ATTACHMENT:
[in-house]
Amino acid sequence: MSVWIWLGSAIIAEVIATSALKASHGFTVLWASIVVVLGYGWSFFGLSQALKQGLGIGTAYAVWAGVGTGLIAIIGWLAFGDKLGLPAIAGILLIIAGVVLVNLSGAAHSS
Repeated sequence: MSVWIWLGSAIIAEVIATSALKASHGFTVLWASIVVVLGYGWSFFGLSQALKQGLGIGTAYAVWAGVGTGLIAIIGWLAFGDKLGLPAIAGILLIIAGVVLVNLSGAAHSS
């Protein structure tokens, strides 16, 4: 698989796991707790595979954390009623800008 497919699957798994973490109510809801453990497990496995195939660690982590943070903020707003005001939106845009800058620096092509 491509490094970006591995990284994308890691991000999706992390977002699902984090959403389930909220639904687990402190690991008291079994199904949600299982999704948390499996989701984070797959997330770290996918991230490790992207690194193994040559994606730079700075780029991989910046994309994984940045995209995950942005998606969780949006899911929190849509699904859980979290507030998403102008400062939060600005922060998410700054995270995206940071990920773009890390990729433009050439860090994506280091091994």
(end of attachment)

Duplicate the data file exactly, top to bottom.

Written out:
[in-house]
Amino acid sequence: MSVWIWLGSAIIAEVIATSALKASHGFTVLWASIVVVLGYGWSFFGLSQALKQGLGIGTAYAVWAGVGTGLIAIIGWLAFGDKLGLPAIAGILLIIAGVVLVNLSGAAHSS
Repeated sequence: MSVWIWLGSAIIAEVIATSALKASHGFTVLWASIVVVLGYGWSFFGLSQALKQGLGIGTAYAVWAGVGTGLIAIIGWLAFGDKLGLPAIAGILLIIAGVVLVNLSGAAHSS
């Protein structure tokens, strides 16, 4: 698989796991707790595979954390009623800008 497919699957798994973490109510809801453990497990496995195939660690982590943070903020707003005001939106845009800058620096092509 491509490094970006591995990284994308890691991000999706992390977002699902984090959403389930909220639904687990402190690991008291079994199904949600299982999704948390499996989701984070797959997330770290996918991230490790992207690194193994040559994606730079700075780029991989910046994309994984940045995209995950942005998606969780949006899911929190849509699904859980979290507030998403102008400062939060600005922060998410700054995270995206940071990920773009890390990729433009050439860090994506280091091994």